“This will not only stop pipelines from going through preserved farms, it may stop pipeline projects all together. It will take these projects longer, slow down the process, and is an important decision in the arsenal to stop pipelines from cutting through our land. There are proposals to push all types of dirty fuel pipelines all over New Jersey. There at least 11 pipelines that have either been approved or proposed crisscrossing our state, changing us from the crossroads of the Revolution to the crossroads of pipelines,” said Jeff Tittel, Director of the New Jersey Sierra Club. “All the public outcry and the people who have said no to these projects is the reason SADC has made a strong commitment to preserve these lands. The advocacy and public opposition has helped SADC do its job. SADC to Pipeline Companies: ‘Can’t Touch This.’ ”

The SADC’s comments are below and in the attached document.

Landowner Guide To SADC Procedures for the Condemnation of Preserved Farmland July, 2015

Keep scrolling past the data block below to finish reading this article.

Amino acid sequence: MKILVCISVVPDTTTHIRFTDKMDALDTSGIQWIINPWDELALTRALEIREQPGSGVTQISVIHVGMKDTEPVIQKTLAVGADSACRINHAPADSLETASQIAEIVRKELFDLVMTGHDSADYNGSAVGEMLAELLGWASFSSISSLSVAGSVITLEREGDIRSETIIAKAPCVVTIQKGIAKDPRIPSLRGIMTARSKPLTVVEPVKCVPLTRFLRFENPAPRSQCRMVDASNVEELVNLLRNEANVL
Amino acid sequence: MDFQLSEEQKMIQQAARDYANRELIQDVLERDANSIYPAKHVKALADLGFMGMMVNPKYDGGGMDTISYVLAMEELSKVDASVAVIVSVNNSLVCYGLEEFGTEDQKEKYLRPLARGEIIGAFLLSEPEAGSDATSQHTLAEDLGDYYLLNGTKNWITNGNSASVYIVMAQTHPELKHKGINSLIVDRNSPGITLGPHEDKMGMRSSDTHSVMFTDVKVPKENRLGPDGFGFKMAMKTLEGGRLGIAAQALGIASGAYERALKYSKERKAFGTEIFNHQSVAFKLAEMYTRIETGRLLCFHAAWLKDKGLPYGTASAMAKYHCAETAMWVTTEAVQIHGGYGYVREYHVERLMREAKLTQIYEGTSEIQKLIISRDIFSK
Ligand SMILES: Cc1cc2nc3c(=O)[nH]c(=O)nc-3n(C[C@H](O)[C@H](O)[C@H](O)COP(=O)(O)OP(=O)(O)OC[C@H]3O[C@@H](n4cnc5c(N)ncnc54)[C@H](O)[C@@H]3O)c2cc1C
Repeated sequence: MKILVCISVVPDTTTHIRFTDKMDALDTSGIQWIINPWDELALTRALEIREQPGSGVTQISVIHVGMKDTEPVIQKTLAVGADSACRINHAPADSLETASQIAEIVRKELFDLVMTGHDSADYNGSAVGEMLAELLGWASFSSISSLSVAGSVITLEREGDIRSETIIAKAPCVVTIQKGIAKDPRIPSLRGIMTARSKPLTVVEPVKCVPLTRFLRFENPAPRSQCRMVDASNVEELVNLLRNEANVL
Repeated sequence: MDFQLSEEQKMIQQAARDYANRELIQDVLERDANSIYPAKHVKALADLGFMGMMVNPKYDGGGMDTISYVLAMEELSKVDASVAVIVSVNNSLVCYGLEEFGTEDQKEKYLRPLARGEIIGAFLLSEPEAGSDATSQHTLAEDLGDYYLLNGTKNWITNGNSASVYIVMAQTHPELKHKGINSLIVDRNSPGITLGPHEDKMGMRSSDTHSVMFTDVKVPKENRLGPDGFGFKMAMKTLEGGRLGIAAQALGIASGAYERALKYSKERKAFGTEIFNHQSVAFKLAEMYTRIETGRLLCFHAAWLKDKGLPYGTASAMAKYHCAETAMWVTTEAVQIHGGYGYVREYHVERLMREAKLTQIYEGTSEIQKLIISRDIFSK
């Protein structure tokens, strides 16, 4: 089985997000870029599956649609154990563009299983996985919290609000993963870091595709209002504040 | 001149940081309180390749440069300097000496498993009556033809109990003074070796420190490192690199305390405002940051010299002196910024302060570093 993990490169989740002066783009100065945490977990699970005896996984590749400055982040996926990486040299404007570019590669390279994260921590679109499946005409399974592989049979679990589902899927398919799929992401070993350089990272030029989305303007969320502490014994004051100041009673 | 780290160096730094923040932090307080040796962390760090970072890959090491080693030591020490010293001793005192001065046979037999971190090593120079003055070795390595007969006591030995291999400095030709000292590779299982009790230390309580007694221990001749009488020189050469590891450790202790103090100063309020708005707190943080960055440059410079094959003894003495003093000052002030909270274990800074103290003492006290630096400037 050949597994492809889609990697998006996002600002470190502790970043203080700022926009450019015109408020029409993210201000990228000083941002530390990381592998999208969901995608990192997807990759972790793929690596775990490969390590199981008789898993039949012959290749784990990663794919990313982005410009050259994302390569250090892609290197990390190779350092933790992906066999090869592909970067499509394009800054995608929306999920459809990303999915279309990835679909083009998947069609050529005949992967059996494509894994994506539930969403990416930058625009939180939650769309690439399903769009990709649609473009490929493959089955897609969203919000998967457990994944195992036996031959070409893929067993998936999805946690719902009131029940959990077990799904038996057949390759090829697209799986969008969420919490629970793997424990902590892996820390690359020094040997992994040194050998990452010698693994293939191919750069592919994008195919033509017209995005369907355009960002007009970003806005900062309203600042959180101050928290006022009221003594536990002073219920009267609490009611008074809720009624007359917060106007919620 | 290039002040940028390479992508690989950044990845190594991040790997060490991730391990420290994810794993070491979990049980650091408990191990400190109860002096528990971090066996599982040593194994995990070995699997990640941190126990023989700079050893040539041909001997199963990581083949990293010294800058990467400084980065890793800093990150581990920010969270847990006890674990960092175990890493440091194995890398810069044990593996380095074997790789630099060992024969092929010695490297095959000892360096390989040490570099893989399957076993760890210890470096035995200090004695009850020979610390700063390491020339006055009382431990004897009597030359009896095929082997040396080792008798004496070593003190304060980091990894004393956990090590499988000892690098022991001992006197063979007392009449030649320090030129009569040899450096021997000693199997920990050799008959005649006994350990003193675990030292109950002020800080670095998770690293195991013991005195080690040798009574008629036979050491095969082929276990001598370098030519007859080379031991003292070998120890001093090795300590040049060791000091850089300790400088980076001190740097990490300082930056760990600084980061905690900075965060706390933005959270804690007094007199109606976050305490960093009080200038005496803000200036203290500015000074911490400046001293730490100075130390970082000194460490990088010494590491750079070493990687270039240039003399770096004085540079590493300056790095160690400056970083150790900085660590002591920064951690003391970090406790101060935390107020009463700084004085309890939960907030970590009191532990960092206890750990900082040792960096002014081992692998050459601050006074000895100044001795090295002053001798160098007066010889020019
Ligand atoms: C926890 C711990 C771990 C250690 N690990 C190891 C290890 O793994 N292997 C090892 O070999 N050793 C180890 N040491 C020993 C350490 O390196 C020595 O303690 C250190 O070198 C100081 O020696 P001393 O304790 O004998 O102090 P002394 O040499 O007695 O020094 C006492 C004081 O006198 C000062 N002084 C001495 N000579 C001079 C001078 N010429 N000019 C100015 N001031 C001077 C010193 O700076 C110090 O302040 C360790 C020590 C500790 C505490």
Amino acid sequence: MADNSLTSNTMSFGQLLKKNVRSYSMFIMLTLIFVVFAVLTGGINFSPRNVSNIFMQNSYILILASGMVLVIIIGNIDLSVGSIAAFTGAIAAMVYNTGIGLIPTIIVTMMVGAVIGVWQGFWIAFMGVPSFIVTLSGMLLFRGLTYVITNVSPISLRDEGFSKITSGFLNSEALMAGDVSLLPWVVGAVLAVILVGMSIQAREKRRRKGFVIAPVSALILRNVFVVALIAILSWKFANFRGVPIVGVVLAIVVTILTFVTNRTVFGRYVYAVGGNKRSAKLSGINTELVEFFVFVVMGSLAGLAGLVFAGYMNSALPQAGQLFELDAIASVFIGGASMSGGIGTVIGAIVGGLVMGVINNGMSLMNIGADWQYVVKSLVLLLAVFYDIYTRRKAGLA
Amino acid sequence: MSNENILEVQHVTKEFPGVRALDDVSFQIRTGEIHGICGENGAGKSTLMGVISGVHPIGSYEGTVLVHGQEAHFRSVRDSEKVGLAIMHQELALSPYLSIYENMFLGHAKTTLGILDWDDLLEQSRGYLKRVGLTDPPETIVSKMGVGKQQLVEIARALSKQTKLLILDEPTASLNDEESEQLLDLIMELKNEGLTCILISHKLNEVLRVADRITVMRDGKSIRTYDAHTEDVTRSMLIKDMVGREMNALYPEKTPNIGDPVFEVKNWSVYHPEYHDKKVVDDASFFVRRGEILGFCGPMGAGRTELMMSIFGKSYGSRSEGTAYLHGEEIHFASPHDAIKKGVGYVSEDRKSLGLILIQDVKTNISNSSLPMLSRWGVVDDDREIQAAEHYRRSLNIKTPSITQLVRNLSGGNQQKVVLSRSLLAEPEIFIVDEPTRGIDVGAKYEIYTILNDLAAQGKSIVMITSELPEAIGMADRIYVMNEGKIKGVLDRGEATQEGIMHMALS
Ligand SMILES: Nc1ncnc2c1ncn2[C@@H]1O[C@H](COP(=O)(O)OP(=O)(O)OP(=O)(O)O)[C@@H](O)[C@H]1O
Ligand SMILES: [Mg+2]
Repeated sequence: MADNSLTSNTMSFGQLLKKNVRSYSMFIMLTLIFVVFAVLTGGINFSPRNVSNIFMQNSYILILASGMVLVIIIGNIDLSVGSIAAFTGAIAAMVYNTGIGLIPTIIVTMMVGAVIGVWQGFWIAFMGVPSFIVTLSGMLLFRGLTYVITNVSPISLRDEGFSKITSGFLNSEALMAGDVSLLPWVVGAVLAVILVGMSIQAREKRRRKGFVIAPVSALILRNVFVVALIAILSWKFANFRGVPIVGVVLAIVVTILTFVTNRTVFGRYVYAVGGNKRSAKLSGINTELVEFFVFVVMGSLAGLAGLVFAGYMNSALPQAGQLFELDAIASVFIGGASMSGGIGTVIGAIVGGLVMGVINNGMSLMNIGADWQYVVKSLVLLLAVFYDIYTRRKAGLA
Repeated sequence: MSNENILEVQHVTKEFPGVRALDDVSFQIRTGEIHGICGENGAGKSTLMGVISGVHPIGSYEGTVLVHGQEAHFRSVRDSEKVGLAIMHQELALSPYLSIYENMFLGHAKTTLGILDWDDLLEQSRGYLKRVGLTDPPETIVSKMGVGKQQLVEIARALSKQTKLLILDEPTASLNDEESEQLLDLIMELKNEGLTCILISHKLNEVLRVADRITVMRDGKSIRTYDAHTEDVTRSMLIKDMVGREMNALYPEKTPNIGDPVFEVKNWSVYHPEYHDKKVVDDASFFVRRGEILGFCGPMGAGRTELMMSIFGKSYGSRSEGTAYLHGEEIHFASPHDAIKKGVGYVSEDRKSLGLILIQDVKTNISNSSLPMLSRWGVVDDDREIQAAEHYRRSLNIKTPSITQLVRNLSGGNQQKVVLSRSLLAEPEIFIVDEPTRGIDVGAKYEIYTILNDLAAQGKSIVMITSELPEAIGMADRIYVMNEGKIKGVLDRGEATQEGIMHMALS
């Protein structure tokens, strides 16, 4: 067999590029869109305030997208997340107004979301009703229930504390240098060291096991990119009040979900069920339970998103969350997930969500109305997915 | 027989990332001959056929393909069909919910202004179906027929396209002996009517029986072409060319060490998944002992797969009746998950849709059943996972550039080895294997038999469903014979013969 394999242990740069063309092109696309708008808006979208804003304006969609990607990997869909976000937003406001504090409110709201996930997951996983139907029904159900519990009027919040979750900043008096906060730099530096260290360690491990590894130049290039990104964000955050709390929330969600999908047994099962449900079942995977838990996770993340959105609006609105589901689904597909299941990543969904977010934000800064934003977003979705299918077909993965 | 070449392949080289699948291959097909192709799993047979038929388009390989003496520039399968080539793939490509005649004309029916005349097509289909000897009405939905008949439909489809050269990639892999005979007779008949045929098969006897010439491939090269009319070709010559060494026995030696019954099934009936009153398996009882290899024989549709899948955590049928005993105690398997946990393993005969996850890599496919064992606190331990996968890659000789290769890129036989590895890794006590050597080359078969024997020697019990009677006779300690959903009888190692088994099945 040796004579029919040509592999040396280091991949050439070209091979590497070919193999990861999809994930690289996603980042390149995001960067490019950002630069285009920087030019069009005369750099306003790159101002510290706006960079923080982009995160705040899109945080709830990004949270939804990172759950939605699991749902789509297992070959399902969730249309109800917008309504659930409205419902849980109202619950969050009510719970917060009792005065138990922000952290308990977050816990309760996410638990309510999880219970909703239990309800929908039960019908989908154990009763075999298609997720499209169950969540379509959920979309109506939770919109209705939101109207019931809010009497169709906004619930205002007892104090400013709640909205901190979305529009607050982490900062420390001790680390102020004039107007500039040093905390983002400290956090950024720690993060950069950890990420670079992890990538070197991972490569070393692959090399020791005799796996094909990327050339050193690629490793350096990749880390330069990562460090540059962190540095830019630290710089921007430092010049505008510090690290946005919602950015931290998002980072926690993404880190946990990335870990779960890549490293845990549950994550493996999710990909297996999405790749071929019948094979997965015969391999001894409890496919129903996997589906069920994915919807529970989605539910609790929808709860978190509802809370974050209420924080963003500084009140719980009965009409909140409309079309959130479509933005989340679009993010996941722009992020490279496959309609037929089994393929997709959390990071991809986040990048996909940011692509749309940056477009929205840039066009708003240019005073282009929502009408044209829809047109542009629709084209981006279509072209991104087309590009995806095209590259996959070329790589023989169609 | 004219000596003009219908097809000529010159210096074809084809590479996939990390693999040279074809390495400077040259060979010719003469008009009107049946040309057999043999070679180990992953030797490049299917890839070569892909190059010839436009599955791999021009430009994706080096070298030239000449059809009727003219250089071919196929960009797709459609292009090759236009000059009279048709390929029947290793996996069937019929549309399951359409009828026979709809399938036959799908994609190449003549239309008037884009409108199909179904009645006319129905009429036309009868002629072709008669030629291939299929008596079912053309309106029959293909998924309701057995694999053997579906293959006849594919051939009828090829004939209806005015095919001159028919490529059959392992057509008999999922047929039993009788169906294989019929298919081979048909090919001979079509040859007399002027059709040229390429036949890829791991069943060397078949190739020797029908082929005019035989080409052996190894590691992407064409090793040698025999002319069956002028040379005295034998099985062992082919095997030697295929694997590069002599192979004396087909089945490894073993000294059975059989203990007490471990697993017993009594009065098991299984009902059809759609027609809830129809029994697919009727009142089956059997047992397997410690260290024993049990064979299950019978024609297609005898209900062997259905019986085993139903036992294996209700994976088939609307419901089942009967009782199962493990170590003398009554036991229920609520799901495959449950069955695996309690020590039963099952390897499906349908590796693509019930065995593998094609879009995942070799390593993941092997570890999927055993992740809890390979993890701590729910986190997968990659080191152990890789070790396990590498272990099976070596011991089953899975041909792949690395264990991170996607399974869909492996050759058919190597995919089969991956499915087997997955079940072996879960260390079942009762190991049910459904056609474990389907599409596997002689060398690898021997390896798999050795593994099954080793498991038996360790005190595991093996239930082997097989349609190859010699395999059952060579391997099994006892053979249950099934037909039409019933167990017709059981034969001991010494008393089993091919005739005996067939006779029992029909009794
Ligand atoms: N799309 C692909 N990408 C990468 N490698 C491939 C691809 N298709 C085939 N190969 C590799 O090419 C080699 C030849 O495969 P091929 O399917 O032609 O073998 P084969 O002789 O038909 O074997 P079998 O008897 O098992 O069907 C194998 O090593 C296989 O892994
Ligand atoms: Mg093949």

When a farm is preserved, the landowner (known as the “grantor” in the transaction) sells the nonagricultural development rights on the preserved property to a county, the State Agriculture Development Committee (SADC), or a nonprofit organization through the conveyance of a Farmland Preservation Program (FPP) deed of easement (“easement”). The agency that purchases the easement is known as the “grantee,” and that entity becomes the owner of the nonagricultural development rights and easement. Regardless of which agency is the grantee, easements often are purchased with financial participation of several program partners including the SADC, county, municipality, and where applicable, a non-profit.